In general, camouflage works well and it does help to wear it, but it is by no means a requirement. In fact, many people would say that most camouflage is made for human consumption instead of animal evasion. Although there is a always something to be said for the quality of the material or product, once you get past that, you're really talking about status and brand name recognition. It should come as no surprise then that, when speaking with wildlife and bird photographers, the subject of camouflage elicits strong responses ranging from the entirely dismissive to the completely obsessed although we tend to stick to the middle of the road perspective that understands the benefits. Clearly, camouflage gear is not a cure-all, and all photographers and hunters would agree that your location, movements, techniques, scent, and even breath control are more important in getting the right shot than what you are wearing or under what you are hiding. And yet, camouflage is an important element in your outdoor tool kit which is why it is worth your while to put more thought into the types of camouflage-patterned gear and accessories you want to bring into the field.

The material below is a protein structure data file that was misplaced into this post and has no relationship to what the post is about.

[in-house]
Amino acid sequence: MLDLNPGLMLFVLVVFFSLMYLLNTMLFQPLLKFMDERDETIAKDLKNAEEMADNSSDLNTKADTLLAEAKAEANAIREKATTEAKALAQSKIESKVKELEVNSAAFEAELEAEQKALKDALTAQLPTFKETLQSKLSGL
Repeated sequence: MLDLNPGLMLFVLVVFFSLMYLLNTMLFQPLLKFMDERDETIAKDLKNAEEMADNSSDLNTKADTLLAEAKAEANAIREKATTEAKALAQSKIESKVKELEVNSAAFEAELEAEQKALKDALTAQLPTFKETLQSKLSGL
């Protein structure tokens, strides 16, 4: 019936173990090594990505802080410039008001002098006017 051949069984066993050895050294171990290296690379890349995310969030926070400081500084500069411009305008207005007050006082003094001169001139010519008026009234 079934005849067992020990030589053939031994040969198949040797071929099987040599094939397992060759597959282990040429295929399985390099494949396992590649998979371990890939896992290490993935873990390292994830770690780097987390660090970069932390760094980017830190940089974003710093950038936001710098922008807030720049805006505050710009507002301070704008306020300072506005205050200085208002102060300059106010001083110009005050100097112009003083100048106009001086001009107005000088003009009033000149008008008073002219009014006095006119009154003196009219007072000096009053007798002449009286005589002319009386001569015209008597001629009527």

Types of Camouflage

Whatever your goals, there are different types of patterns can help you achieve them. So-called break-up patterns break up your outline and help you disappear into the environment. Another type of camouflage mimics the environment to make you blend in with that specific environment. And finally, there is 3D camouflage which is both the most effective and most difficult to employ.

Break Up Style Camouflage

Break-Up Camo Patterns